The horror genre is a film genre which intends to effect the audience in one way or another. This is normally done through the use of gore, jump-scares, paranormal and violence. Within the horror genre there are different sub-genres, each sub-genre has it’s typicalities and distinctive style of narrative formulas and iconography. The four horror sub-genres that I will be looking at in-depth are gothic, psychological, zombie and slasher. It is important that I have thoroughly looked into each of these sub-genres and have extensive knowledge on them so that when planning for my final piece of a horror sequence, I will have a strong knowledge on the typicalities and iconography used within the sub-genre that my group and I choose.
Gothic Horror Conventions
- Frankenstein (1931) Is an example of a gothic film which includes many typical gothic conventions. The typical settings are used to inflict fear and anxiety onto the audience ; Graveyards, Laboratories, Castles and dungeons.
- Many Typical characters also act as iconography within the gothic sub-genre. Monsters, such as Dracula and Frankenstein are famous examples of monsters which have appeared within Gothic horror films. Monsters are typically used for their unusual and unnerving appearance and intern, spook the audience. Although Zombies and Vampires are still considered typical conventions, within the modern day tim industry, they’re being used less and less; Ghosts and demons are becoming more popular.
- The Plot often shows the consequences of power belonging to the wrong person. Scientific endeavour or black magic are common themes highlighted within gothic narrative.
- Style is often known as ‘German Expressionist’. Dramatic lighting and Camera angles are often used to emphasise a particular effect or emotion – fear, horror, pain.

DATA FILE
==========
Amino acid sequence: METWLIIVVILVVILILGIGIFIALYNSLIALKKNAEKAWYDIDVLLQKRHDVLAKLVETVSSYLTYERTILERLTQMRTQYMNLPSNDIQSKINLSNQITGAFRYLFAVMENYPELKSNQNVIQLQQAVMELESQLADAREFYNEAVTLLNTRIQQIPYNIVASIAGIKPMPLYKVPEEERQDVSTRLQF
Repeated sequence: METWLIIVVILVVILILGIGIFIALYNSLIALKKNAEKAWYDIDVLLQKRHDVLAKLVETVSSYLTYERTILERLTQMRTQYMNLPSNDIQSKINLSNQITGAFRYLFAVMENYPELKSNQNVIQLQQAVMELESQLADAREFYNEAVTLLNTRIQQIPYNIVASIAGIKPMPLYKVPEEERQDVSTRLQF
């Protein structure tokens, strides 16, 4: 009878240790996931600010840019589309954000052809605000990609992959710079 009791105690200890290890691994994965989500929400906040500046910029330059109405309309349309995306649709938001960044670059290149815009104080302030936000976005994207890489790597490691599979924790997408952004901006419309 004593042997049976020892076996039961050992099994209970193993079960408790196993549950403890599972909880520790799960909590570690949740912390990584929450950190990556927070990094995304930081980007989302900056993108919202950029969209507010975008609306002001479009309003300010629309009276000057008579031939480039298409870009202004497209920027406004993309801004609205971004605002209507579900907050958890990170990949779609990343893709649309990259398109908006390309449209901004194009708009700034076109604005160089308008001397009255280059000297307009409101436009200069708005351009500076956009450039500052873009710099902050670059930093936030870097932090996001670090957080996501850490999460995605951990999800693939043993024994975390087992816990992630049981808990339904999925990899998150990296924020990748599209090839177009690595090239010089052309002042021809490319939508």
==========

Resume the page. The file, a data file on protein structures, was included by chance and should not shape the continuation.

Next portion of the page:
- Similarly to slasher films, Within gothic films, Females are usually victims.
Slasher Horror Conventions
- Scenes of gore and violence are gratuitous and explicit.
- Serial killer figures tend to be loners or social outcasts. Many are also commonly seen to have mental disorders to deeply troubled pasts.
- Victims are represented as immoral and deserving of their fate. The purest individual tends to be the sole survivor. In Psycho (1960) Marion pays with her life for stealing the money. However, her sister, Lila, is rescued before Norman can carry out another attack.
- Attack sequences often feature a multitude of shots from various angles and distances. This technique is done so that the audience feel although they’re keeping up with the action and to prolong the brutal attack. An example of this is in Psycho, the shower sequence.
- Within Slasher films, a serial killer will commonly stalk their victims in one location; Summer camp, woodland area, Warehouse.
Psychological Horror Conventions
- Psychological Horror films often feature jarring, canted angles or unusual farming techniques. This is because the audience are often made to question what they see.
- Locations are commonly claustrophobic to reflect the feelings of isolation or entrapment.
- Lighting is often used symbolically- a face cast in shadow may represent a conflicting dual persona. By lighting someones face from underneath, they can appear more menacing
- This sub-genre plays on Freud’s notion of the ‘Uncanny’.
Zombie Horror Conventions
- Typically, a tight group of people are living within an apocalyptic world and fighting for survival
- Many of the locations they’re seeking shelter in are Urban, but deserted
- Typical themes include loss and isolation – Due to their situations, many of the characters have an inability to trust or build attachments to others
- Contrast between slow and fast editing – Mundane day to day survival is punctuated with gruesome Zombie attacks.
- Zombies can be listless, roaming, recently deceased humans or frenzied, infected humans.
- Human sacrifice for the greater good of the community is often a plot point.